Anytime Pahrump gets a substantial amount of rain in a short period of time, flooding is almost certain to follow.

Borasky said the issue of flood abatement has been discussed time and time again over the years but not much has been done to actually prevent what occurred late last month.

He said that this country’s costliest natural disaster in history put an abrupt halt to all of that roughly eight years ago.

“We have had a lot of the studies done at one time just before Hurricane Katrina hit in New Orleans. The Army Corps of Engineers were actually here putting together a plan to use federal monies to build some dams up in the Wheeler Wash area which would have helped tremendously. Unfortunately, when Katrina hit, all of the federal money went with it. We subsequently had another hurricane which took it again so there’s really not a lot to work with right now. We along with Las Vegas have already put in for whatever we can qualify for. We don’t have numbers yet,” he said.

Borasky did provide a glimmer of hope in terms of alternative methods of dealing with floodwaters in the Pahrump Valley.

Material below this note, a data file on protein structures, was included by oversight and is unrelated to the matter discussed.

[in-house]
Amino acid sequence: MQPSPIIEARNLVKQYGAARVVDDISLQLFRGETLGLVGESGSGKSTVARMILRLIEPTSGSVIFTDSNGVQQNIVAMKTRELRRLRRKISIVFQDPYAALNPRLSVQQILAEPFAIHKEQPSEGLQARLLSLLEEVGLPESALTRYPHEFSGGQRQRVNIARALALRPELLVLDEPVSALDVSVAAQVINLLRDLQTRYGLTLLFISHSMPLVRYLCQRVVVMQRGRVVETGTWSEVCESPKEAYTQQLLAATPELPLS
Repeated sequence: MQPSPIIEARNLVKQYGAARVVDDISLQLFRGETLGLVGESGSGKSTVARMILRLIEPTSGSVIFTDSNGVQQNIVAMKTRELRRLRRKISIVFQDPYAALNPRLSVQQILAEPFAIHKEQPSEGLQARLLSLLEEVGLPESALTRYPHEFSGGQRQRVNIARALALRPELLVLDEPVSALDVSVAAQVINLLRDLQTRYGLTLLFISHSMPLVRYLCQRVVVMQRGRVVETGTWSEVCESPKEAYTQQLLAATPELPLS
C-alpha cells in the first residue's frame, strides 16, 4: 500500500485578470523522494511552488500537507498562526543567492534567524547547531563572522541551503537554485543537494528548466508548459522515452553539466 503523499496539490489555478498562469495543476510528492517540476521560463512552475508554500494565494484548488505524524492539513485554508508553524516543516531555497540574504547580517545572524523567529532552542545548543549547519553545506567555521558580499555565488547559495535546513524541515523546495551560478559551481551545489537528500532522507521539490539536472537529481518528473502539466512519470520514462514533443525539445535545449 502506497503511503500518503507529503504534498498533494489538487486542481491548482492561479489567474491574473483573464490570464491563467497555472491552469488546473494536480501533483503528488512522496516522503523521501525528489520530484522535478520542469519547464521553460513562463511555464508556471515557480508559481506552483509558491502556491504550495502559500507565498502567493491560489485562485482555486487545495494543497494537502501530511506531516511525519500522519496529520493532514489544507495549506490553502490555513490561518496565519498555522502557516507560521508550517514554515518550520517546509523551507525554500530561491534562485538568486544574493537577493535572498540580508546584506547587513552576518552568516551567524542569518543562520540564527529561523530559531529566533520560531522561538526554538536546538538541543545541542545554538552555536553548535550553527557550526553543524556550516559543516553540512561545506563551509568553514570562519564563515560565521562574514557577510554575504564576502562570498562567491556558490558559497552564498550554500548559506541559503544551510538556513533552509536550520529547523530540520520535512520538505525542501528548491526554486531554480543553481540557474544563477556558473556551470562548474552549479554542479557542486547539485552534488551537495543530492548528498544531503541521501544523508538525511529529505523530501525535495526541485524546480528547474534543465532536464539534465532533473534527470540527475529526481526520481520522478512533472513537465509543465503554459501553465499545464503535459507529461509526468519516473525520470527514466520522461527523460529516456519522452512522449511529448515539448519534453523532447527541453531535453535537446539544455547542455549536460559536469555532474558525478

“Any way of taking in rainwater means less of it will make its way down here. There’s a series of ‘catch basins’ above Higley Road which will someday be the bypass if it is ever built and we have a plan on that We have some dams up in Wheeler Wash and some other areas but I don’t see much in those. They will change the direction of the water and slow it down but coming down over that hill, I don’t think it’s going to do much good,” he said.

Darrell Lacy is the director of Nye County Community Development. He said costs associated with creating a comprehensive flood abatement project for Pahrump are in the stratosphere.

“We just don’t have the kind of money to create a flood program like they do in Las Vegas. We do have some plans to install some detention basins along the fan but those are very expensive types of things. It’s all about time and money and it would be a 50-year plan to get it all fixed. Dave Fanning and the public works group did a major study to try and address floods on a region-wide basis here. It would cost $300 million to embark on that kind of project,” he said.

Local residents in the area of Blagg Road between Basin and Irene had much to worry about at the height of the storm.

Several years ago, floodwaters forced the closure of the thoroughfare causing headaches for motorists and especially businesses in the area.

Borasky said this time around, the road held its own against Mother Nature.

“I had a call from a local resident there who gets quite upset anytime it rains but it didn’t take very long for the water to drain out and wasn’t too huge of an issue. It’s unfortunate the way that road was designed. It was designed by a former engineer that we had who is not with us anymore. For now we just have to live with it,” he said.